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Published
Nov 16, 2020
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Are Christmas deliveries in peril due to Covid and Brexit port chaos?

Published
Nov 16, 2020

Already facing one of the toughest Christmas trading periods in modern times, UK retail now has to contend with the prospect of product shortages as goods are being held up at a major port ahead of the delayed seasonal onslaught.


Container port backlog "chaos" - Reuters


Retailers are being warned of “chaos” at Felixstowe, one of the country’s biggest container ports, that could lead to product shortages this Christmas as firms also stockpile goods ahead of the Brexit deadline. The Suffolk port handles around 40% of all import- and export-related containers in the UK.

Freight manager Matt Hudson told the BBC: "It's delaying freight going into shops for consumers to buy," he said. "Shops are struggling anyway at the moment because of the impact from the coronavirus.

He added: “If the chaos continues, increased shipping prices will be passed on to consumers”, he added.

Reports also claim 11,000 containers of government-procured PPE is clogging up Felixstowe with the port owner, Hutchison Ports UK, blaming the pandemic, alongside pre-Brexit stockpiling for the problems.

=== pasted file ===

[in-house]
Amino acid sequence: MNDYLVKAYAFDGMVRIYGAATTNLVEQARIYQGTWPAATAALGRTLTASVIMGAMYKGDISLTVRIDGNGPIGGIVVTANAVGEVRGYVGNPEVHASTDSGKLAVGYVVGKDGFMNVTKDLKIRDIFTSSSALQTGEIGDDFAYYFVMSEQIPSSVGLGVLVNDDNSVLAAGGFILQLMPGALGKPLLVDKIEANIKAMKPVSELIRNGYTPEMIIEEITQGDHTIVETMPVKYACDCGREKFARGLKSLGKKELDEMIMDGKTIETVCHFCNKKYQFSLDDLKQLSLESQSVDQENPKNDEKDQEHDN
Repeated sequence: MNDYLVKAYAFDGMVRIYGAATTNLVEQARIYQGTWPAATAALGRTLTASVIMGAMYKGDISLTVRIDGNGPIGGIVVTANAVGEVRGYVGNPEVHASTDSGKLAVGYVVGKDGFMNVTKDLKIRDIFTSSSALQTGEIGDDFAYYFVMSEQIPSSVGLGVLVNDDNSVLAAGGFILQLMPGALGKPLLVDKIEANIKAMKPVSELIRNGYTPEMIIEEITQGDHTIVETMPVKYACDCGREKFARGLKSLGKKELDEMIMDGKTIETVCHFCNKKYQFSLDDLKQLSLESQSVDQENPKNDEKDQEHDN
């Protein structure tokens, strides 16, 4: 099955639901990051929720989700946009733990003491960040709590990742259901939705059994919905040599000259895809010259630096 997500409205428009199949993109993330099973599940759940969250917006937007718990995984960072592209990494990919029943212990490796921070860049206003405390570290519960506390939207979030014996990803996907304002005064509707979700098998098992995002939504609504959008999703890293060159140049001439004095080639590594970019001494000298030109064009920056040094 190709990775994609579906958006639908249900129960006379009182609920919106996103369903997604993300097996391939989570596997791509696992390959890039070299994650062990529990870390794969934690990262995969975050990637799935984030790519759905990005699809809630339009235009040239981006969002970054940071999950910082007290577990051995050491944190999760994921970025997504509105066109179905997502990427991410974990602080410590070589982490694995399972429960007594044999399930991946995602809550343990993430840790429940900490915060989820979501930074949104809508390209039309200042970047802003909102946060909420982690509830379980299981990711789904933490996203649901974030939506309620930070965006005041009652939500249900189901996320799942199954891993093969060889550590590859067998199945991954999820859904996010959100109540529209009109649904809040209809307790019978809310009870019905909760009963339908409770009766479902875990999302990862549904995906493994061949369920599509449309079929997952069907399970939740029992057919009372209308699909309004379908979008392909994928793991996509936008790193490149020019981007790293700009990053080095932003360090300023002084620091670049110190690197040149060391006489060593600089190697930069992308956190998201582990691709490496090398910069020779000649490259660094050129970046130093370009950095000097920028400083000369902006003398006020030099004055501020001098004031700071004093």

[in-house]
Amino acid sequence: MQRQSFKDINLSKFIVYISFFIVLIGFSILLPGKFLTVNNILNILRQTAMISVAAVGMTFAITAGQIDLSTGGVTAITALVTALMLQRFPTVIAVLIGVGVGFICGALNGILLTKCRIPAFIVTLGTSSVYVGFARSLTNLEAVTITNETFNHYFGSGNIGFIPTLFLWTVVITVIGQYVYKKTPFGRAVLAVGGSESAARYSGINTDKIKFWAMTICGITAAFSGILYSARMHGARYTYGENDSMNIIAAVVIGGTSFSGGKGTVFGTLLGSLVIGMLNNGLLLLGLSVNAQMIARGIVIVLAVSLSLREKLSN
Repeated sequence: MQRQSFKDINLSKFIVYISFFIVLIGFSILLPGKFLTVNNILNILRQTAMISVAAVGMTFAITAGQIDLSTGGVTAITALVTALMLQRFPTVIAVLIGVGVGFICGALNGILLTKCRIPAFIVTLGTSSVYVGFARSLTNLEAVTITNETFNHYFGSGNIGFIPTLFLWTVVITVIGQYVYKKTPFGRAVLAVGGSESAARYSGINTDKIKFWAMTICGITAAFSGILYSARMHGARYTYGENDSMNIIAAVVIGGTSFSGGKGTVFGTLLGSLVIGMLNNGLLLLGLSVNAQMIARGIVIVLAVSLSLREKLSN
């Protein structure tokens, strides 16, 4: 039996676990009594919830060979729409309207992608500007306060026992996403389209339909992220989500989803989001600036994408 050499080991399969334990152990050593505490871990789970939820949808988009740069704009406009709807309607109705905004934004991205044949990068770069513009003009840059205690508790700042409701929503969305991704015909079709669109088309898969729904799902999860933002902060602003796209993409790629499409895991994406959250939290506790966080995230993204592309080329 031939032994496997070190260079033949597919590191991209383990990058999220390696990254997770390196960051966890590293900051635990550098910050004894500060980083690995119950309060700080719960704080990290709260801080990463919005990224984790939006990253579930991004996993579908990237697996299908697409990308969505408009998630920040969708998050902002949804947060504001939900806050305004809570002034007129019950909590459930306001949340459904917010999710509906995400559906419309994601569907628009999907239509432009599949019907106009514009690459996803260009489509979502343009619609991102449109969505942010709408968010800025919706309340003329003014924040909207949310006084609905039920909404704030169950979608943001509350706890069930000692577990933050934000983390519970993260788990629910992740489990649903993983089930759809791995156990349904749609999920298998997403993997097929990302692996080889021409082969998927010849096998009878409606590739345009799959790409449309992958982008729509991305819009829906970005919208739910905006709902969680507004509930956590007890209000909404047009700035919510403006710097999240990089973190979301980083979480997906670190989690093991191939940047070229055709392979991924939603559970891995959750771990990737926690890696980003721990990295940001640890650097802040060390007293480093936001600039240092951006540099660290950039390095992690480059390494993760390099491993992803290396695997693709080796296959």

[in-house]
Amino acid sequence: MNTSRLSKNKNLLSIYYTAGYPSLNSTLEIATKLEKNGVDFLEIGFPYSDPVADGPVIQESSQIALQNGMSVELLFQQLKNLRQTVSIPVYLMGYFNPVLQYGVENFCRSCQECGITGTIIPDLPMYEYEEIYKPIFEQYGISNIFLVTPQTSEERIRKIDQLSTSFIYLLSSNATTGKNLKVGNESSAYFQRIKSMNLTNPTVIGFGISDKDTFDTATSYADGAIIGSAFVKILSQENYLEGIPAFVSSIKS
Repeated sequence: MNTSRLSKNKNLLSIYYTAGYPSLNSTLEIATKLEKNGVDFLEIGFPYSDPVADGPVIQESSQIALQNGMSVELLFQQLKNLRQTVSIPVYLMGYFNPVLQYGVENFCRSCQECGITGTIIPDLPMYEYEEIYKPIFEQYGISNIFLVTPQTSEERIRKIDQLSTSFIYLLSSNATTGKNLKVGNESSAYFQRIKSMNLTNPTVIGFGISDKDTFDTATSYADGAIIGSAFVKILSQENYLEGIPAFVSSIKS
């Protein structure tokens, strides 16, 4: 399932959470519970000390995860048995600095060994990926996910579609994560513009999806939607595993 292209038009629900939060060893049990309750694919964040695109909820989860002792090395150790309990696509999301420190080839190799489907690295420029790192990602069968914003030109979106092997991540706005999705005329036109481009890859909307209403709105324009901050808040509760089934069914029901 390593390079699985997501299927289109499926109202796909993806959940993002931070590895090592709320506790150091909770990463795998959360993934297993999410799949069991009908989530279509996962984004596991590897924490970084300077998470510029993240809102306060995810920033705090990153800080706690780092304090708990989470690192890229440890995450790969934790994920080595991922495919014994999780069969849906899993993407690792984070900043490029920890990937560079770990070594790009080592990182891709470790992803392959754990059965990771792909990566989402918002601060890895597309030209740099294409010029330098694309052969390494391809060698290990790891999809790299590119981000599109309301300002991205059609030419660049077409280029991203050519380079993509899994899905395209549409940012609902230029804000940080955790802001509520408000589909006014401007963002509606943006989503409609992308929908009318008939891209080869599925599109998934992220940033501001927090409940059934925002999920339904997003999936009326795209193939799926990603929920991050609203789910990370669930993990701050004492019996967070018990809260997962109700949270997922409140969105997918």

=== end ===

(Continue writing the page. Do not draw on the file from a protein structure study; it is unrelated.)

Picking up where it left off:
The PPE was a “significant factor” in the current congestion at port, one source told the Guardian newspaper, who suggested the government didn’t have anywhere to store it.

There are claims containers are being left on the quayside because haulage companies can’t book timings to enter the site.

In a statement, Hutchison Ports UK said: "The imbalance in UK trade and Brexit stockpiling exacerbate current operational challenges and we are working with our customers and stakeholders to get through the current congestion.

"Performance at the port remains under pressure due to the Covid pandemic, high levels of import traffic, the large number of empty containers and a large amount of unusually long-stay containers held at the port.”

Ports were already under pressure, having to catch up after the spring lockdown seriously disrupted operations when businesses postponed or cancelled billions of pounds of orders. There are therefore more containers coming into the port than normal.

Felixstowe was handling more than 100,000 containers a week, the spokesman added, but “remains under pressure due to the Covid pandemic, high levels of import traffic, the large number of empty containers, and a large amount of unusually long-stay containers held at the port.”

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